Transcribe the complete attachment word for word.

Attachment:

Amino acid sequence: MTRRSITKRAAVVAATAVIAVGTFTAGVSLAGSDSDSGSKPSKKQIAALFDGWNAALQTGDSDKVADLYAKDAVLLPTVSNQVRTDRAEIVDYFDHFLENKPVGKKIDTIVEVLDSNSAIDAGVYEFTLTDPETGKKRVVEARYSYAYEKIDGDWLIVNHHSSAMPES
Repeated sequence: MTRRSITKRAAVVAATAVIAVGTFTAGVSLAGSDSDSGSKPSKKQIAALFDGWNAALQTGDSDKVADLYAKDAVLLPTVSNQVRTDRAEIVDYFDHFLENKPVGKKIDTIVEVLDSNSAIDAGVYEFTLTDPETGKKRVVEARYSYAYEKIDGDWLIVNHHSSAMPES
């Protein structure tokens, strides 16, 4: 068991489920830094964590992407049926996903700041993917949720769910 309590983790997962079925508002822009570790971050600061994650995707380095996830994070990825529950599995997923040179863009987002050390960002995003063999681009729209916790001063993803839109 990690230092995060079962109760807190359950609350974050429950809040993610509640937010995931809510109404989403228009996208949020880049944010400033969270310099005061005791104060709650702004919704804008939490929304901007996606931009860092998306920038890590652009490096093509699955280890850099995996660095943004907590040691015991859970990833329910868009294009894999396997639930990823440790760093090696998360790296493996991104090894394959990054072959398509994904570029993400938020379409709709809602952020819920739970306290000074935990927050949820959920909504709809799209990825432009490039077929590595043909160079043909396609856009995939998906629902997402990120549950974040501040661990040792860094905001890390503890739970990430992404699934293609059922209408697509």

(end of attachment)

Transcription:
Amino acid sequence: MTRRSITKRAAVVAATAVIAVGTFTAGVSLAGSDSDSGSKPSKKQIAALFDGWNAALQTGDSDKVADLYAKDAVLLPTVSNQVRTDRAEIVDYFDHFLENKPVGKKIDTIVEVLDSNSAIDAGVYEFTLTDPETGKKRVVEARYSYAYEKIDGDWLIVNHHSSAMPES
Repeated sequence: MTRRSITKRAAVVAATAVIAVGTFTAGVSLAGSDSDSGSKPSKKQIAALFDGWNAALQTGDSDKVADLYAKDAVLLPTVSNQVRTDRAEIVDYFDHFLENKPVGKKIDTIVEVLDSNSAIDAGVYEFTLTDPETGKKRVVEARYSYAYEKIDGDWLIVNHHSSAMPES
């Protein structure tokens, strides 16, 4: 068991489920830094964590992407049926996903700041993917949720769910 309590983790997962079925508002822009570790971050600061994650995707380095996830994070990825529950599995997923040179863009987002050390960002995003063999681009729209916790001063993803839109 990690230092995060079962109760807190359950609350974050429950809040993610509640937010995931809510109404989403228009996208949020880049944010400033969270310099005061005791104060709650702004919704804008939490929304901007996606931009860092998306920038890590652009490096093509699955280890850099995996660095943004907590040691015991859970990833329910868009294009894999396997639930990823440790760093090696998360790296493996991104090894394959990054072959398509994904570029993400938020379409709709809602952020819920739970306290000074935990927050949820959920909504709809799209990825432009490039077929590595043909160079043909396609856009995939998906629902997402990120549950974040501040661990040792860094905001890390503890739970990430992404699934293609059922209408697509």